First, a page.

The menu system, which is colour coded, is reasonably quick to operate. You use the thumbwheel to cycle through the settings and the Set button, which is located inside the wheel, to make your selections. We have no significant complaints about this system, but it's starting to look dated. The newest menu systems on some recent competitors, which are based on four-way controllers, have more consistent command sequences from feature to feature.
You can also program the Set button to allow instant access to image-quality settings, which are otherwise hidden in the menus. Alternately, you can program the button to access the EOS 5D's colour and tone controls, called Picture Styles (more about this in the Features section). These are useful capabilities, but we'd like to see Canon add one more button to the camera's body and let us directly access both features.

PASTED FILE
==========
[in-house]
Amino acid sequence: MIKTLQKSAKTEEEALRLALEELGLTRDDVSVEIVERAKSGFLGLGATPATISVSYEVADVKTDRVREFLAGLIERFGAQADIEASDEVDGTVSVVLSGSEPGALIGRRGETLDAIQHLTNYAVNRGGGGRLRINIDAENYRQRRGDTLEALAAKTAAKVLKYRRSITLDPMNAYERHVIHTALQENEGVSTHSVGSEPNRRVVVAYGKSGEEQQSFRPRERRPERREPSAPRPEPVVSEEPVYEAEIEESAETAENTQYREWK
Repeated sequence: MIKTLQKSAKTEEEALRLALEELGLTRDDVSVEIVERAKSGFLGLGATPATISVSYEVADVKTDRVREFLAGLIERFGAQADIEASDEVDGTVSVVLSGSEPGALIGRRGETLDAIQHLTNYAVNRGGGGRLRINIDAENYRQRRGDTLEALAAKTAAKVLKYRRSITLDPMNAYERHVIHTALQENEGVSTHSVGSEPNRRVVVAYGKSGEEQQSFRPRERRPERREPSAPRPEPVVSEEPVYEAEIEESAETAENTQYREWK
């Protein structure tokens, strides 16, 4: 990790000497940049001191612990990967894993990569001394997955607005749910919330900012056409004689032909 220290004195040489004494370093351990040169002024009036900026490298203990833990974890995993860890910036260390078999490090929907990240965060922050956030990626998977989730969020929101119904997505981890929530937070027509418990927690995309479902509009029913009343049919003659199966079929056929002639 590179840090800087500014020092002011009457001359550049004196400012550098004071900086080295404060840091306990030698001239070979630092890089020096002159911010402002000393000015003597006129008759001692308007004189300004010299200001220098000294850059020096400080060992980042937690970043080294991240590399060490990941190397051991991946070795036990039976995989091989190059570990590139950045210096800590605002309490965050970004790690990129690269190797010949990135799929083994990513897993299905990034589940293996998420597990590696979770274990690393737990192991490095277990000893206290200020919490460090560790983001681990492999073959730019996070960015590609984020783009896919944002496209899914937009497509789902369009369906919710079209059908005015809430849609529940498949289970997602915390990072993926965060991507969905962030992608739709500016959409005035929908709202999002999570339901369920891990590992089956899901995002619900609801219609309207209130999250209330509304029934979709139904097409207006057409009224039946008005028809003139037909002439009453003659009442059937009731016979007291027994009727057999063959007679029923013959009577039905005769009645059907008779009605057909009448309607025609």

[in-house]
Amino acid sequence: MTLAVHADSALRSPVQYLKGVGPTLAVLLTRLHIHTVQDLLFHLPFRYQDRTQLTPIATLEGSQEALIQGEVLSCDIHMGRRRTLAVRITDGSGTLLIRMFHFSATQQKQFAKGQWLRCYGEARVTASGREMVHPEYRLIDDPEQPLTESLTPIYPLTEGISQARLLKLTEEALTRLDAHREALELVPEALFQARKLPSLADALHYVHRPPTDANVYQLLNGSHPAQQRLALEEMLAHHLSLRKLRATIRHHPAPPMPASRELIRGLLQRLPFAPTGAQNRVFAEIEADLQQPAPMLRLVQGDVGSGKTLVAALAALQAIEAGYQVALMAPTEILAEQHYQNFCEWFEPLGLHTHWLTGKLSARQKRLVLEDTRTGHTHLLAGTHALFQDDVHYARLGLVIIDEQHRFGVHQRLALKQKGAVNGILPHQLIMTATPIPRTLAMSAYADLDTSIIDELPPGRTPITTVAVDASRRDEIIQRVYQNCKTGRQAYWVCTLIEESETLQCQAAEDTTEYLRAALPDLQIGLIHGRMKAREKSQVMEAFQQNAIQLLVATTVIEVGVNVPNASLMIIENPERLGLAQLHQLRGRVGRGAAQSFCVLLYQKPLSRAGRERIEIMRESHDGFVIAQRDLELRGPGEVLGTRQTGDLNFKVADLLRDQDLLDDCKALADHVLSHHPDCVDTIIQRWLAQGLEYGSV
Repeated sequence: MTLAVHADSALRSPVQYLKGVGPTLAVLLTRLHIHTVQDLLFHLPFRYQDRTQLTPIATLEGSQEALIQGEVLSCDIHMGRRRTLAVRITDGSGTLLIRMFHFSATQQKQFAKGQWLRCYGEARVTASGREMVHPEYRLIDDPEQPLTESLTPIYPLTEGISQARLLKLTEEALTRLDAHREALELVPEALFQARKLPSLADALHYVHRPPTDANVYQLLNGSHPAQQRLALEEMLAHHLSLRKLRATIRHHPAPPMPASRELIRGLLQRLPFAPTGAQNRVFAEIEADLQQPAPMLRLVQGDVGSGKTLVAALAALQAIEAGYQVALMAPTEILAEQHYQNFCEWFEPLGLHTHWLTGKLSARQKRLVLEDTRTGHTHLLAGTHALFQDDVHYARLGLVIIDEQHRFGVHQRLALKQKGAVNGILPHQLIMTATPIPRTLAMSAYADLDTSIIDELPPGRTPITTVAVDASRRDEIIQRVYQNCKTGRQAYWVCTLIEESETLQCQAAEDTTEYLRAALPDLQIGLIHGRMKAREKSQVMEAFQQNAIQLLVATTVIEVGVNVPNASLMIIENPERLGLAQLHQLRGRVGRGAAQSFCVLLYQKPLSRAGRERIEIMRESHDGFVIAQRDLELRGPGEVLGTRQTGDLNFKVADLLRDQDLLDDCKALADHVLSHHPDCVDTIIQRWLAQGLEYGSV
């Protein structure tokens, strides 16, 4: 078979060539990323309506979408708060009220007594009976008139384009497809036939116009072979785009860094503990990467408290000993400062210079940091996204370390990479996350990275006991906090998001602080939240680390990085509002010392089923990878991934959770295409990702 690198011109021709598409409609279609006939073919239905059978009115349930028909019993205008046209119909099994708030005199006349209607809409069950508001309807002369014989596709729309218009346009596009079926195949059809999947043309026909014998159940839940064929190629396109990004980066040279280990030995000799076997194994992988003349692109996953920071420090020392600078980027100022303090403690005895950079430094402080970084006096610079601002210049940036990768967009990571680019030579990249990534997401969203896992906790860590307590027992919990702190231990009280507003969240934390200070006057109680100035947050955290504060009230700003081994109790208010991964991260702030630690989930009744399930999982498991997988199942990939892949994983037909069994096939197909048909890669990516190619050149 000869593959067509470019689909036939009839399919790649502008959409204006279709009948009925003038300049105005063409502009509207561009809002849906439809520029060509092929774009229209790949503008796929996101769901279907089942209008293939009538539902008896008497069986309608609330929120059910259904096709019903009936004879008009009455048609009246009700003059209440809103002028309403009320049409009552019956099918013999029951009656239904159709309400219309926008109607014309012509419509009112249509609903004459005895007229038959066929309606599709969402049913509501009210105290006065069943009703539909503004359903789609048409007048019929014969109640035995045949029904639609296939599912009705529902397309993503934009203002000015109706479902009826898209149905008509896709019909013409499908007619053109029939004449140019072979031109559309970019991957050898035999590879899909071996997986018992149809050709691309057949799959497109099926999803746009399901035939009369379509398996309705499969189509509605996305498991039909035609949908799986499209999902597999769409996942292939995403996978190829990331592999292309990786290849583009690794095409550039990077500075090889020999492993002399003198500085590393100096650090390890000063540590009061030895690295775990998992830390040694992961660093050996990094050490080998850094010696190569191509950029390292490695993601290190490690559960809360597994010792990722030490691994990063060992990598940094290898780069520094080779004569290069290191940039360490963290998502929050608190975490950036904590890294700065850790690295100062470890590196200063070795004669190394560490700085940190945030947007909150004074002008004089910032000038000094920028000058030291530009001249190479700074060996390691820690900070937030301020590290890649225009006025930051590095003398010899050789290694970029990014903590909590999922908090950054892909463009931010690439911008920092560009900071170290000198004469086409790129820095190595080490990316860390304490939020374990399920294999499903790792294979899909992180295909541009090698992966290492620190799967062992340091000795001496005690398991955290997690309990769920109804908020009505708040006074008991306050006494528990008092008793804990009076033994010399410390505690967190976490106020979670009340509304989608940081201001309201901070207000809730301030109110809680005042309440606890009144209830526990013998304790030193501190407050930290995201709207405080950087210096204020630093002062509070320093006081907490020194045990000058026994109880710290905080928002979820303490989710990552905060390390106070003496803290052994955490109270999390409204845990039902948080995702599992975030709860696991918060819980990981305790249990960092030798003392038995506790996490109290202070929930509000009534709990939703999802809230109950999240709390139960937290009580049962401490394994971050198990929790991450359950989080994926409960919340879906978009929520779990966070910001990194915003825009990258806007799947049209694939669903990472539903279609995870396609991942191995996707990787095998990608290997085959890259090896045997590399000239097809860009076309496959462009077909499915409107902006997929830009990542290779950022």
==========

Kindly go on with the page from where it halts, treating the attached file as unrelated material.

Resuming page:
Like the EOS 20D, the Canon EOS 5D has a status LCD and a viewfinder display that do not include a constant reading of your current ISO setting, which we consider a must on a camera of this level. Also, the exposure mode dial on the camera's top-left side spins fairly easily and doesn't lock -- we inadvertently changed our exposure mode a couple of times and would like to see a lock on that control. Finally, the PC terminal for triggering studio flashes is hidden behind an unusually stubborn rubber cover, which most studio pros we know will tear off in frustration by the third day of owning the camera.